Special Issue "Pollen Tube Growth"

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A special issue of Plants (ISSN 2223-7747).

Deadline for manuscript submissions: closed (20 December 2012)

Special Issue Editor

Guest Editor
Prof. Dr. Giampiero Cai
Dipartimento Scienze Ambientali, Università di Siena Via Mattioli 4, 53100 Siena, Italy
Website: http://www.smfn.unisi.it/smfn_lauree/docente.php?id=98
E-Mail: giampiero.cai@unisi.it
Phone: +39 0577 232891
Fax: +39 0577 232860
Interests: pollen; pollen tube growth; cytoskeleton; microtubules; kinesin; motor proteins; organelle trafficking; tip-growth; cell wall-cytoskeleton interactions

Special Issue Information

Dear Colleagues,

Pollen and pollen tubes are known to be the vector by which male gametes are delivered to the egg cell for fertilization in higher plants. Consequently, they have a fundamental role in plant reproduction, ensuring gene transfer and propagation of seed plants. In angiosperms, pollen tubes grow within the style of receptive flowers, with which they exchange continuously signals and information that regulate (either negatively or positively) the growth rate of pollen tubes. Signaling between pollen tubes and female reproductive structures is extremely critical to promote and guide pollen tube growth but also to avoid inbreeding and outcrossing through the recognition and rejection of self- or incompatible pollen. Therefore, the pollen tube is a favorite model system for the study of cell-cell interaction and cell guidance in plants. Key genes and molecules involved in pollen tube guidance have been partially identified but a general view of how they orchestrate tube growth is still missing.
Growth of pollen tubes occurs essentially in a limited region, the tip, where a consistent number of secretory vesicles accumulate providing additional material for the cell wall and the plasma membrane. In this region, external signals are perceived, interpreted and used to regulate the growth rate. In recent years, identification of RAC/ROP GTPases, their recruitment to the cell membrane and activation in response to external signals are becoming progressively clear allowing to decipher the mechanism of signal perception, transduction and regulation of diverse cellular processes (such as growing within the female organs and delivering of sperms to the female gametophyte). An important component of the signal transduction mechanism are ion flux, intracellular ion gradients and dynamics, which are critical for the polarization of pollen tubes and for maintaining the growth site at the tube tip. Understanding how these features are generated and how they are related to the signal transduction pathway is an important challenge.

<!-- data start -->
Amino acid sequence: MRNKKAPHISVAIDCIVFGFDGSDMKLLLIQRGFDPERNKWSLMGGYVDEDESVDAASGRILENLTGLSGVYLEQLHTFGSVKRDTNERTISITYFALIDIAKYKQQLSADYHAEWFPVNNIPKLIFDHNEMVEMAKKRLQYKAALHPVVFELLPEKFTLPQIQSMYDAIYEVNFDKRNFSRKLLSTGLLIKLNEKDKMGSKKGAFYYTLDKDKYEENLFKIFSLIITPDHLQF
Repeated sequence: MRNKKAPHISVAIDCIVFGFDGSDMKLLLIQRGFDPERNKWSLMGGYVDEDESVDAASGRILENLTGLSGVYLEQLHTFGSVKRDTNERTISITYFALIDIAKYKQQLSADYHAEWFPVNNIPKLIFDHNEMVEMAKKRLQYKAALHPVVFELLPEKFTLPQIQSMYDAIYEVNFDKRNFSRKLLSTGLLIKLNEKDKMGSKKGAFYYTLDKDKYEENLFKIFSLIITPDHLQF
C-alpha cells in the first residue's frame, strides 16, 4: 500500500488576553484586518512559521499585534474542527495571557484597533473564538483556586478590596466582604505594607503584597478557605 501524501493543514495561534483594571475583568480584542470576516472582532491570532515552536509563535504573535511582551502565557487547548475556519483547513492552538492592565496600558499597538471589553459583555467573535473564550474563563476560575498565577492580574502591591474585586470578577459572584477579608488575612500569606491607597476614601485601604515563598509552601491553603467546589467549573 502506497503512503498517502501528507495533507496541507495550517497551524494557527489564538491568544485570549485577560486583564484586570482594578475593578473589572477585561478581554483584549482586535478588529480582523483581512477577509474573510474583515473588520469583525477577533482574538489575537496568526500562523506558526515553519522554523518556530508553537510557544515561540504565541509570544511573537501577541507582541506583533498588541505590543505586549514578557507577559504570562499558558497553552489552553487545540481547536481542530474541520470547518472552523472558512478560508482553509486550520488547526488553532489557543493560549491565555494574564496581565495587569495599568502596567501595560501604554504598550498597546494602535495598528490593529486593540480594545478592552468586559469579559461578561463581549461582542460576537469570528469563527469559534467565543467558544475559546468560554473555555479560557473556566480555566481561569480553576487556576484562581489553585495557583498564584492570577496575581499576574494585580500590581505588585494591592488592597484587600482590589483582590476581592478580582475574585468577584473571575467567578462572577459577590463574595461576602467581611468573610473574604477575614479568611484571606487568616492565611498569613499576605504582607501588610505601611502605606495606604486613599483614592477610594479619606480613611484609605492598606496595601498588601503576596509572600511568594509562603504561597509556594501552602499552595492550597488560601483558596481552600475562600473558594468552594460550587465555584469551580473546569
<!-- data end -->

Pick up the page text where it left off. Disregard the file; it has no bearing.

Signaling is interfaced to the dynamics of exocytosis and endocytosis, whose precise balance regulates pollen tube growth at the apex and whose perturbation causes significant changes in the tube morphology. Exo- and endocytosis regulates the assembly and deposition of the cell wall, which is important for pollen tube growth and, more generally, for the global morphogenesis of plants. A number of evidences describe the composition of the pollen tube cell wall, but little is known about the molecular mechanism controlling cell wall deposition. Nevertheless, we are progressively appreciating how callose and cellulose are synthetized, deposited, and designed to be load-bearing and resistant to tensile forces. Secretion, modification and dynamics of pectins are also progressively elucidating but a clear outlook of how the synthesis of cell wall polymers is interplayed is still missing as well as their relationship with the signal transduction pathway. Deposition of cell wall and accumulation of secretory vesicles are both dependent on the dynamics of the cytoskeleton, whose activity is regulated by both motor and non-motor proteins. The precise balance between polymerized and unpolymerized cytoskeletal filaments (coupled to the dynamic interplay between cytoskeleton and motor proteins) supports the continuous supply of secretory vesicles in the tip. Regulation of cytoskeleton activity is likely to be dependent on both signal transduction pathway and ion dynamics.